‘Game Over Lads’: Scientists Create Sperm in Laboratory Dish

Infertile men may soon be able to father children with their own sperm – grown outside their bodies.

The team, from Germany’s Munster University, harvested germ cells which form sperm in mammals and used agar jelly to create an environment similar to that found in the testicles. The trial was successfully replicated in Israel. Photo: SLU Madrid Campus/Flickr

A major breakthrough in the production of artificial sperm has been made by a team of German and Israeli researchers, Independent reports.

Researchers in Germany and Israel were able to grow mouse sperm from a few cells in a laboratory dish.

The achievement, which was a world first, was made by a team headed by Professor Stefan Schlatt, at Muenster University in Germany.

According to The Telegraph, scientists grew the sperm by surrounding the germ cells in a special compound called agar jelly to create an environment similar to that found in testicles.

Professor Mahmoud Huleihel, who also grew the sperm at Israel’s Ben Gurion University in Beersheba, said: “I believe it will eventually be possible to routinely grow human male sperm to order by extracting tissue containing germ cells from a man’s testicle and stimulating sperm production in the laboratory.”

Now the scientists who made the discovery have begun experiments that will hopefully lead to the ‘Holy Grail’ – human sperm grown outside a man’s body.

Stephen Gordon, a leading British male infertility consultant, praised the breakthrough. He said: “This is an amazing development that could revolutionise fertility treatment and allow every man to be a natural father.

“Infertile men naturally want to be the father of their child but at present have to accept that can’t happen. With the mouse discovery, that could now be a possibility.”

The problem of male infertility has grown over the last 50 years and has been matched by huge decrease in sperm counts in men. Some of this has been attributed to environmental factors such as pollution and female hormones appearing in plastic packaging.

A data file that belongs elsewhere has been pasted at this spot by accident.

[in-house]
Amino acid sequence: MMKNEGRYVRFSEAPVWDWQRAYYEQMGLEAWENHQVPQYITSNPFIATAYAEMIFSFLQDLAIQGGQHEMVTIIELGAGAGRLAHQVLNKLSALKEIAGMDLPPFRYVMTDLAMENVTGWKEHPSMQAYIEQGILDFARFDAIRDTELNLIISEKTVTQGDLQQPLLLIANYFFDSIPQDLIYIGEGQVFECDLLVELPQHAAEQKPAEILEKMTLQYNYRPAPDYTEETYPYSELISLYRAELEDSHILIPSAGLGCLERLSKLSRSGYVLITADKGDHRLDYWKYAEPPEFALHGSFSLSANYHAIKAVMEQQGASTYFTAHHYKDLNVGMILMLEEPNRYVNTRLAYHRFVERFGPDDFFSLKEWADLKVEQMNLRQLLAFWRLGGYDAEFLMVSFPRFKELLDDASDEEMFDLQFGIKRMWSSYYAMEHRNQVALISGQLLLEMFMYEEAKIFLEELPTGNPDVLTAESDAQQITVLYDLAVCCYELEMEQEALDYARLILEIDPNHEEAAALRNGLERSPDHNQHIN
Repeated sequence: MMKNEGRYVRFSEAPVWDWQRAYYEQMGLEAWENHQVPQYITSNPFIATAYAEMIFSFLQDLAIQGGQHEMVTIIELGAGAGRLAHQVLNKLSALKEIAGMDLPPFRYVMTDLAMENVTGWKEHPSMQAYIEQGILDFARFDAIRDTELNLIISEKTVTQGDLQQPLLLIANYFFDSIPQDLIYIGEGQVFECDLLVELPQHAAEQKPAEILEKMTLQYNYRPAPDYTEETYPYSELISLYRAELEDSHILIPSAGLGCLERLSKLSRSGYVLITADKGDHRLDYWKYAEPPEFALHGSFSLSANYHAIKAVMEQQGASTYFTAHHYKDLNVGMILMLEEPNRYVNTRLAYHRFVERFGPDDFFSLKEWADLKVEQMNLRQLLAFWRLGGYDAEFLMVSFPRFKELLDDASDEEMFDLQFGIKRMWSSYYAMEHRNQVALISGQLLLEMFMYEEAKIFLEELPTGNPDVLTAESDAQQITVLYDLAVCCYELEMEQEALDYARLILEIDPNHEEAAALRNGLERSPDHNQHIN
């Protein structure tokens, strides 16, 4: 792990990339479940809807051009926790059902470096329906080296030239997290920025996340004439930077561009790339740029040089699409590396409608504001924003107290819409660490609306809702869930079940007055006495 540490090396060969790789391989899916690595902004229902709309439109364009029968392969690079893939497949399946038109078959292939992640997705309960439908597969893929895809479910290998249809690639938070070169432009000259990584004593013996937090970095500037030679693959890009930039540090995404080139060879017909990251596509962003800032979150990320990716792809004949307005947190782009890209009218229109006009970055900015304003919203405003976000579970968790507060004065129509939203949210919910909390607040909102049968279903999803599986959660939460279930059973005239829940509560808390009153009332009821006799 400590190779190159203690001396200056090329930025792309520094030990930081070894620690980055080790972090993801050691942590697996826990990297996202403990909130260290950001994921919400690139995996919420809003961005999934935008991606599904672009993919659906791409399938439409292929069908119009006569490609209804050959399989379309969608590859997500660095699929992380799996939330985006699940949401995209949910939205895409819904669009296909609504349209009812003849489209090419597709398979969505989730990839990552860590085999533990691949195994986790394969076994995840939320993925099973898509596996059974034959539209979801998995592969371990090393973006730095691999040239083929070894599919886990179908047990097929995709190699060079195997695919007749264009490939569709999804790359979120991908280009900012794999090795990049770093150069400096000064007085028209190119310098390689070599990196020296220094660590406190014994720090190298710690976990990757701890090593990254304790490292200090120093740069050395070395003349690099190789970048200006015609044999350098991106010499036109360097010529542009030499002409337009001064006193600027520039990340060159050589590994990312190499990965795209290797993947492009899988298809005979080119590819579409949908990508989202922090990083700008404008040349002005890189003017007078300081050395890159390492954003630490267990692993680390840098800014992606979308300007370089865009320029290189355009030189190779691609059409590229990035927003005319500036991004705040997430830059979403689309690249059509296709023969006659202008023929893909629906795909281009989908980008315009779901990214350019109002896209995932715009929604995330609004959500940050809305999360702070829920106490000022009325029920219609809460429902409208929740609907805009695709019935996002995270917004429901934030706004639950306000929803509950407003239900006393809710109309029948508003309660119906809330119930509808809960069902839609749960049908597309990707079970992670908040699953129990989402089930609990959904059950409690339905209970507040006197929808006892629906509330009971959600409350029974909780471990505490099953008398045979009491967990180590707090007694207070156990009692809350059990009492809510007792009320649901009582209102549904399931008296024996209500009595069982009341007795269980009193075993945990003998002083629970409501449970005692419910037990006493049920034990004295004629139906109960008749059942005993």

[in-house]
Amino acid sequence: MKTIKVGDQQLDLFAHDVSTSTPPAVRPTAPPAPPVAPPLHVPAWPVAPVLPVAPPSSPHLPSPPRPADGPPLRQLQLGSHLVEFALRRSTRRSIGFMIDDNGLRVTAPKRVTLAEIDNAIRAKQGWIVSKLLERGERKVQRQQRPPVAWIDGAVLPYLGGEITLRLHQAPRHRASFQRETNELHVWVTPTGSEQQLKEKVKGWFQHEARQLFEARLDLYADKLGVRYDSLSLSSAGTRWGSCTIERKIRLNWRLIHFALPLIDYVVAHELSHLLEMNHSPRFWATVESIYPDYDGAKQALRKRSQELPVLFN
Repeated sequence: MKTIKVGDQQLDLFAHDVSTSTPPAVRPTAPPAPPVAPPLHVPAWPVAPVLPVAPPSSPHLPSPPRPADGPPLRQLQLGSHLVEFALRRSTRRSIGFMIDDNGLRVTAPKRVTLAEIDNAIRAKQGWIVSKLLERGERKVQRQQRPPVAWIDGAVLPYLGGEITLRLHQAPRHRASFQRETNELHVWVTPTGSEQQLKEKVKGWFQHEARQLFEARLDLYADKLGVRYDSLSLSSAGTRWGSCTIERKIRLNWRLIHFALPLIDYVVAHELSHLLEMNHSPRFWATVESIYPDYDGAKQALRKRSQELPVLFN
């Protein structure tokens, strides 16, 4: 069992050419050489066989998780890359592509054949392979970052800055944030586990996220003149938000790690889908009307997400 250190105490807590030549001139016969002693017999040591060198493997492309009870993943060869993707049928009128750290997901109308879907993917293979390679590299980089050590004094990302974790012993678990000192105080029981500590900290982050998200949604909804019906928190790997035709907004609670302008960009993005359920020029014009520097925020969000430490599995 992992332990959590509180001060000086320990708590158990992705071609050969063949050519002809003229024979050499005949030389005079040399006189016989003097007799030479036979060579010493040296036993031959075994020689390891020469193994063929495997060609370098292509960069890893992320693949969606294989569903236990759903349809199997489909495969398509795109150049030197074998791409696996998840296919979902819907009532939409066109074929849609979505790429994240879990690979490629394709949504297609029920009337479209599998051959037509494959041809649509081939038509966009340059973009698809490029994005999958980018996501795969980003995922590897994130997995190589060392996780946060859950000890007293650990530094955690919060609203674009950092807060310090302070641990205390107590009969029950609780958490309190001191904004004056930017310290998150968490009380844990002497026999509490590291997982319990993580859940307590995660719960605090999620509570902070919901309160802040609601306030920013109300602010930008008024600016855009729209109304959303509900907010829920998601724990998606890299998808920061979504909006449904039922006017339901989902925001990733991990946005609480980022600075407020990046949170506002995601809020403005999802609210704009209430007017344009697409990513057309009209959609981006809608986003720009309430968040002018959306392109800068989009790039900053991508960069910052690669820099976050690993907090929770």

Mr Gordon, a urologist, who practises at Epsom Hospital, Surrey, said: “Even with our latest microsurgical techniques there are still thousands of men — who are otherwise healthy –who can’t naturally father babies and rely on sperm donation.”

Professor Huleihel said his team were now working ‘as quickly as possible’ to reproduce their success in mice to help infertile men.

“We have already applied the same tests as we did with mice in the laboratory, using human cells, but as yet have not had success. We are confident that if it can be done in a mammal such as a mouse it can be done in humans.

“We are experimenting with a number of different compounds to get the germ cells to grow into sperm. And we believe it will be possible. And, hopefully, soon.”

Professor Huleihel said his team were now working ‘as quickly as possible’ to reproduce their success in mice to help infertile men.

“We have already applied the same tests as we did with mice in the laboratory, using human cells, but as yet have not had success.

“It has taken us several years to reach this stage so a technique to create human sperm won’t come overnight but we have started that research already after our success with mice.”

In an attempt to speed up the search for a way of making human sperm Professor Huleihel’s team is about to start talks with Professor Richard Sharpe at Edinburgh University.

Professor Sharpe said: “What this research shows is that it will be possible to make human sperm outside the body. The germ cells just need the right environment. That’s the tricky part getting them to think they are in the testes

“What you would do is take some human testicular tissue with germ cells and place that under the skin of the mouse and use it to incubate the cells,” he said.

“You could then extract any sperm and use it in fertility treatment. But we would have to demonstrate that there were no mouse cells present in the extracted sperm if we were to use this technique and I believe that’s possible.”

The German-Israeli team hopes to be ale to begin trials with human germ cells soon. The findings were published by science journal Nature.

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